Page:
OWNERS of empty homes in Swindon are being urged to bring them back into use.

Swindon Borough Council is backing the national Empty Homes Week, which starts today and aims to highlight the problem in towns and cities up and down the country.

There are currently 294 privately-owned homes which have been empty for over a year in Swindon and fall into the 'long-term' bracket. This equates to just over 30 per cent of the total number of empty homes in the borough.

A house left empty for more than two years becomes much harder to return to occupancy than one vacant for weeks or months.

And the owners of such a house will find themselves paying double council tax and much more in renovation costs.

Specialist officer Sally Nelson, of the council's housing strategy and development team, said there are many reasons why a house might become empty – the owner property may have died, moved into hospital or a care home, become ill, inherited it unexpectedly, or sometimes the homes are undergoing renovation work and money runs out.

She said: “People can find they don’t know what to do with a house and it becomes a problem. Often they don’t know where to start.”

She said a house left empty for two years will become a significant problem, adding: “The costs of getting it back into habitable shape increase, the longer a house is left, the harder and more expensive it is to bring back.”

Such houses can become the target for vandals or just start falling prey to nature.

Ms Nelson said: “If some young people know there is a house empty, they will try to get into it. It can lead to anti-social behaviour or other issues.”

Empty houses can become sites for vermin and gardens will become overgrown, Ms Nelson said.

Ms Nelson said: “There was a house left empty and the back garden became totally overgrown. We couldn’t get into the back garden at all and there was a tree starting to grow though the windows into the house.”

She wants owners of empty houses, and neighbours, to contact the council earlier rather than later.

She said: “We can work with owners – but the longer they leave it, the harder it gets. I think some are worried about the council tax surcharge if they contact us – but we have a plan which can help. I have a very good relationship with all the estate agents in Swindon, with house clearance companies.

“If owners of empty houses peak to us we can work out what they want to do and how to achieve that, whether it’s to live in the house, rent it or sell it.”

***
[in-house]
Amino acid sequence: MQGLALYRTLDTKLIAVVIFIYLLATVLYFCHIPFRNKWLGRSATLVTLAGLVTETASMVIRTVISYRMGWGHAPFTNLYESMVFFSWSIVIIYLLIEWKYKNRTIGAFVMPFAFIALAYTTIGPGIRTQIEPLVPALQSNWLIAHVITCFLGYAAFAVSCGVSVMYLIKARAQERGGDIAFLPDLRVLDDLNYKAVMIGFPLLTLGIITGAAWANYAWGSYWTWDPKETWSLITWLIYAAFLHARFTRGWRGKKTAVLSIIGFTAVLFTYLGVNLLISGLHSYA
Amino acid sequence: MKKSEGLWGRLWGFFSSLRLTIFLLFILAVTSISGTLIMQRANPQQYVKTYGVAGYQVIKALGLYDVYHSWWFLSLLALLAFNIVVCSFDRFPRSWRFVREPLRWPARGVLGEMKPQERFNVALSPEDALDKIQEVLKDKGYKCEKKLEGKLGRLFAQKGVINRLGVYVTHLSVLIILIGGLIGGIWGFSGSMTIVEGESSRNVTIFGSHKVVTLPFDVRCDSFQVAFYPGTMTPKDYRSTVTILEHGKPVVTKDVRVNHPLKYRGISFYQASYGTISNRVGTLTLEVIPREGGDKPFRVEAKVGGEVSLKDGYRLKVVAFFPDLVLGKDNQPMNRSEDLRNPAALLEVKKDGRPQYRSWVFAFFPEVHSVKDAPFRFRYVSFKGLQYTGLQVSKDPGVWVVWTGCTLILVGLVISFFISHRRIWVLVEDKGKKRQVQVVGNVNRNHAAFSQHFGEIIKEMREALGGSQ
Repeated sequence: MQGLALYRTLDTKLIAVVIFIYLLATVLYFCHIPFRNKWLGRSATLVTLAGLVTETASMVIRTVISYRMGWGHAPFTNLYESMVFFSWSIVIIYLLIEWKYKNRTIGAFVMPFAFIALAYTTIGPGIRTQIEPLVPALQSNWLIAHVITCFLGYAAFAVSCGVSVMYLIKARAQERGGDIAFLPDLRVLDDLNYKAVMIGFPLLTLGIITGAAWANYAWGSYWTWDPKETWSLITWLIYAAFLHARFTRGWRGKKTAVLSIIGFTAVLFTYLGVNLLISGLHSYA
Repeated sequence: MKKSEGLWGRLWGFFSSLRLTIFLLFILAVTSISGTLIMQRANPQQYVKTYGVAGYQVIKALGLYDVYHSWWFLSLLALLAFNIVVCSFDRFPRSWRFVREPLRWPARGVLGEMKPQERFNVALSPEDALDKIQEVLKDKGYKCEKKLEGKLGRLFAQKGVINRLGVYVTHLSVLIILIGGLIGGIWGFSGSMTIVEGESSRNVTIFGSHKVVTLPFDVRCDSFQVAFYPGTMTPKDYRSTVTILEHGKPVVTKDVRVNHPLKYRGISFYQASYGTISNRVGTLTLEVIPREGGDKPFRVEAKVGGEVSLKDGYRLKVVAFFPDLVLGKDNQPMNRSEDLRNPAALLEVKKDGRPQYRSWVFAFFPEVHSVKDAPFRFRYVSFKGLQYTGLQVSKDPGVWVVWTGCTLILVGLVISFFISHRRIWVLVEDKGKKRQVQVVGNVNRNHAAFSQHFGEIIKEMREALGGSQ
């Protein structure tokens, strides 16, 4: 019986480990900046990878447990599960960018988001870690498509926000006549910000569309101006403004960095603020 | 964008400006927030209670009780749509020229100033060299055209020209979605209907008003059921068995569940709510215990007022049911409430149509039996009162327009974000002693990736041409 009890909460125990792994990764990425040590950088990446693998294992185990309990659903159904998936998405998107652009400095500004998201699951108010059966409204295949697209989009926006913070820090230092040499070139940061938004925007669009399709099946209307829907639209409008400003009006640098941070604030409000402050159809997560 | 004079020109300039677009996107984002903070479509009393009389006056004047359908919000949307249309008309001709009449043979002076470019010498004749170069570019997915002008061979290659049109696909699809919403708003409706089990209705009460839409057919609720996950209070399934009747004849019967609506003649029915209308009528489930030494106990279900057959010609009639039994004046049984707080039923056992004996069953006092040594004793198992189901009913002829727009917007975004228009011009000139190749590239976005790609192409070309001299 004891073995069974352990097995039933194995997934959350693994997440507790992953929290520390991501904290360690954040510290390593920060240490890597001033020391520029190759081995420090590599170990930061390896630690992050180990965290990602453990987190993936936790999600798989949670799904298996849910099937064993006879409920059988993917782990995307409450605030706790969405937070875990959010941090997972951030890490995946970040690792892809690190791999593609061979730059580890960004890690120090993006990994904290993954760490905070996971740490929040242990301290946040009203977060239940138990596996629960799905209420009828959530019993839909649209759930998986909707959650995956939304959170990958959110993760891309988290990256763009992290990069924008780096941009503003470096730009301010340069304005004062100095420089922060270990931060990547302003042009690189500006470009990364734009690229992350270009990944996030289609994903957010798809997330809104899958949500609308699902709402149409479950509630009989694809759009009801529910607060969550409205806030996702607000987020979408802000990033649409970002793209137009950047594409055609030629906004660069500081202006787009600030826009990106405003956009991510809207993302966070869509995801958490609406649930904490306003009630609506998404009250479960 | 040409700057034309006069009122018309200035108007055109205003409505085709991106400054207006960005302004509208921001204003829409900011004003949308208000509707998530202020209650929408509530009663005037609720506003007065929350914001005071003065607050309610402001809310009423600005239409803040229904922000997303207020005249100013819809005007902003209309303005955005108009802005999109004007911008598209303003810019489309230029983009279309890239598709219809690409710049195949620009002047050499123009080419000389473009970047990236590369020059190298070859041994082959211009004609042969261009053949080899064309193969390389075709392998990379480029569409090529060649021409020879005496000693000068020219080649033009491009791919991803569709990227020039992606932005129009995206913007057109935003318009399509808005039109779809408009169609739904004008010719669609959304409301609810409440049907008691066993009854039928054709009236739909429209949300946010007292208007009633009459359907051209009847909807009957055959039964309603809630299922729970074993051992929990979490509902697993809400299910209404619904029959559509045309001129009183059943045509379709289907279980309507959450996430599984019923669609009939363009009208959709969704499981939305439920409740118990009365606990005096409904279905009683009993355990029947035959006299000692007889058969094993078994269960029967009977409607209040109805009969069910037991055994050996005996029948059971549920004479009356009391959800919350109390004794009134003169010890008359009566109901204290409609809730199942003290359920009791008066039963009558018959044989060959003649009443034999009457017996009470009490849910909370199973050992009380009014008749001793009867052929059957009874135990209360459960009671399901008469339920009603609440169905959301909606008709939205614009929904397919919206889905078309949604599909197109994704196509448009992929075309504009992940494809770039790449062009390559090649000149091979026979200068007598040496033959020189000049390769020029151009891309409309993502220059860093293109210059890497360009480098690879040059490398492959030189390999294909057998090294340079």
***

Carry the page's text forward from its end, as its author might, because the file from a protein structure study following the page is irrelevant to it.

Ms Nelson also wants neighbours to contact they council if they think a hose has been empty for any length of time:

She said:“It’s not always easy to tell.But again, it’s better to get in touch early. If we investigate it and it’s not empty then no harm done – but if it is, we can start earlier and try to prevent it becoming a real problem.”

Council officers can find owners of houses through access to records such as credit checks and while deterrents to leaving a house empty – such as double, triple or even quadruple council tax exists – they’d prefer to work with the owners.

Ms Nelson said: “We’re here to try and help get houses back into use, and it’s better if we can work with the owners.

“The earlier we know about it, the easier it is.”

How the council tackles the problem

Council officers can use a variety of approaches to deal with a long-term empty property. 

One house in SN5 – reported in 2016 – was found to have been empty since 2006. The owner, who had claimed to have moved abroad owed years in council tax arrears.
In late 2019 and then March 2020 the council was granted charging orders by the court for that debt. The owner had three months in which to pay, or contest the claim in court. 

The debt has not been paid and last November the council applied for an order to be able to sell the house and recover the money it is owed. 

For a house in Drove Road, which was attracting squatters and vermin, the council was able to work with the owner, once it tracked him down. 
He said it has been broken into and he was not comfortable enough to return to the house.

The property was still full of the owner’s belongings, which he did not want. The officers arranged for three property clearance companies to provide quotes to remove the owner's belongings, and clear the overgrown gardens. 

The house was sold sold to a property developer within days of going up for sale in late 2020. It should soon return to the market as a modern family home. 

More than 200 councils across the country are taking part in Empty Homes Week, taking the opportunity to let residents and property owners what they can do to help bring back houses into use. 

Why sit on a property when you can sell it?

Swindon Borough Council’s cabinet member for housing Cathy Martyn said: “I support national Empty Homes Week.

"Every single home which has been left empty for a significant period of time is one too many.

“These properties often cause problems for neighbours. And if they’ve been empty long term, they usually cost the owners money to bring them back to a standard where someone can live in them.

“Why sit on an empty home when you could sell it, rent it out, or live in it yourself? There are people who desperately want to buy or rent a home. Please don’t sit on a money pit, make your empty home work for you. We want to help owners of empty homes to bring them back into use.

“Sometimes there are genuine reasons why a house may be unoccupied, but homes which are empty long term can attract anti-social behaviour, devalue neighbouring properties and negatively impact the wellbeing of their neighbours and residents. 

“Bringing long-term empty homes back into use has often been a slow, painstaking process. Recently our empty homes officer has achieved really positive outcomes and we will continue to target as many vacant homes as we can.”